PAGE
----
After an emotional first day at the border, our group found strength to face another day of heartache, holding the stories of the people we would encounter, seeking a shred of hope we could to hold onto and share.
After some breakfast tacos - a must when in Texas - we came back to Matamoros.
|Clergy and leaders + breakfast tacos = future regret ... but delicious in the moment!|
We found some of the people we had come across in the previous day to deliver some supplies that were requested and generously provided by members of our delegation and those who generously supported us back home (more on this later).
We found a families in need of diapers, and we met a new family from Nicaragua, a father and daughter, who were fleeing because the child was nearly abducted to be trafficked - we were told that there was already a buyer for the daughter. They didn't have a tent to sleep in, and so we figured out a way to get one to them, thanks to some amazing on-the-ground volunteers.
Now, before I share stories of hope and inspiration, I feel the need to share a caveat: it is human nature to want to find the good and make any intolerable situation better in our minds and hearts. The risk in doing so is that we can allow ourselves to become complacent in paying attention to the cries of those around us and taking the action that we might otherwise be compelled to take. So, let me say this: these amazing, heroic stories are not solving the humanitarian crisis we witnessed here - but they are keeping people alive. Please, do not let these stories pacify your hearts, let them restore some faith in humanity and what is possible to change ONLY if we keep caring with all our hearts.
1) So, we were able to help the family from Nicaragua because we ran into Brendon and Gabby, two warriors of action in a place that nobody knows what actions to take.
1a) Gabby, who had a baby three weeks ago, but felt she couldn't abandon the people she is helping, came across to update the center she is opening in a few weeks to provide all sorts of assistance to the people living at the border. She is rehabbing an abandoned orthodontics shop to open a center for supply distribution, medical attention, legal aid and job training. Gabby is a person who sees a need and doesn't wait for others to figure it out, she gets it done.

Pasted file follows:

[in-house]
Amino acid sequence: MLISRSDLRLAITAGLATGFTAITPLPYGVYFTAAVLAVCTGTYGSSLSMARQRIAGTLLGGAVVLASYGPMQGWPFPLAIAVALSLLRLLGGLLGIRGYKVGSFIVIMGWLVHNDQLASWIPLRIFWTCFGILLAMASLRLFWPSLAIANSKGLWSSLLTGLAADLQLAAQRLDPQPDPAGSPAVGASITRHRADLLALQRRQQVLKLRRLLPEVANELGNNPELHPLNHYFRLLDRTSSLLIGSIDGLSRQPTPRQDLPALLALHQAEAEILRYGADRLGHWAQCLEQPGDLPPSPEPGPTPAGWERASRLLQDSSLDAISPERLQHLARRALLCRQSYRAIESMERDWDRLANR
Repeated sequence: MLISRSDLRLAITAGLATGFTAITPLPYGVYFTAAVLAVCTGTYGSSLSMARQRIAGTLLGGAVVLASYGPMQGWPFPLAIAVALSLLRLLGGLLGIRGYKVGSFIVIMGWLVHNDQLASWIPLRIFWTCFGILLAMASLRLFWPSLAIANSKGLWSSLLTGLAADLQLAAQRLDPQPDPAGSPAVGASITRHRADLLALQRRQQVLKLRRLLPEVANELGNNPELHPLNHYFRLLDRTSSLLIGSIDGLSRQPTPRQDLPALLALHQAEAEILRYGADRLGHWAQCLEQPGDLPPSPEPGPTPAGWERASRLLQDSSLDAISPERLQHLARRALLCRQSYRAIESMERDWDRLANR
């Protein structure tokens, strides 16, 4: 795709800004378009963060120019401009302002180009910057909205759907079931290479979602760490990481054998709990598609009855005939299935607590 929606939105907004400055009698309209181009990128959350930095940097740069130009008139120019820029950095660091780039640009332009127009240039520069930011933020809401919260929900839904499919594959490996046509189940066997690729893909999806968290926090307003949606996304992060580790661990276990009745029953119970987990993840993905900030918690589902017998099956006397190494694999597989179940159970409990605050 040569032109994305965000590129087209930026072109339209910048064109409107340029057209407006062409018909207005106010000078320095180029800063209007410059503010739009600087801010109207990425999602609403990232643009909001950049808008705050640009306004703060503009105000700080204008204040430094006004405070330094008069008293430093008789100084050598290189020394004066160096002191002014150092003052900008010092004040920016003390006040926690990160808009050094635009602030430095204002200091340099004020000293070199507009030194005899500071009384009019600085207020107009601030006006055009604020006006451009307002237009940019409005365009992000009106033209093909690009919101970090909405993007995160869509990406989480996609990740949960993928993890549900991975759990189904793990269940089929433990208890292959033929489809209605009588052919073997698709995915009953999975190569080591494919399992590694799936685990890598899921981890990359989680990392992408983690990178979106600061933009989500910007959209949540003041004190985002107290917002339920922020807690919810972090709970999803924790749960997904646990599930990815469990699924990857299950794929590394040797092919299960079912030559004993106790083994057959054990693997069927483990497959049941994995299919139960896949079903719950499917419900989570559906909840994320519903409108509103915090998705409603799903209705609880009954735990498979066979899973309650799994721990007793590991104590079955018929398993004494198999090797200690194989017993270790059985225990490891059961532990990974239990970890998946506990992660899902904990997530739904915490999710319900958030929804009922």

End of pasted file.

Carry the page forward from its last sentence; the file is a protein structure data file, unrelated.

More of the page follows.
Three days before her baby was born, she created a shower area with platforms and pop-up tents, ways of getting clean water in buckets so people don't have to bathe in the river anymore. She said the urgency to create the shower area came from 2 stories: when a decapitated body floated by people bathing in the river and when a child got swept up in the river and survived, but scared everyone who heard about it.
Gabby showed us showers that had been put up that some people were using, but because it was in a low area, the water would pool up in the area and it smelled terrible and went back to bathing in the river. Instead, she found pop-up shower tents, got some funding for them and an ongoing supply of water, and she trained a young man from Honduras, M, living in the asylum camp to run the showers. He hired three others, and she pays them to put the showers up and down three days a week. As they are working towards installing a water filtration system so they can use water from the river, they are training M to use the system, and wherever he ends up, M will leave this liminal place with new skills that might help him wherever he ends up. Knowing someone like Gabby is here gives me hope that conditions will improve ever-so-slightly. She said, as someone who was once homeless, she could understand what people really needed, and she seems to be a whiz at getting grants to support her work. We need more Gabbys in this world!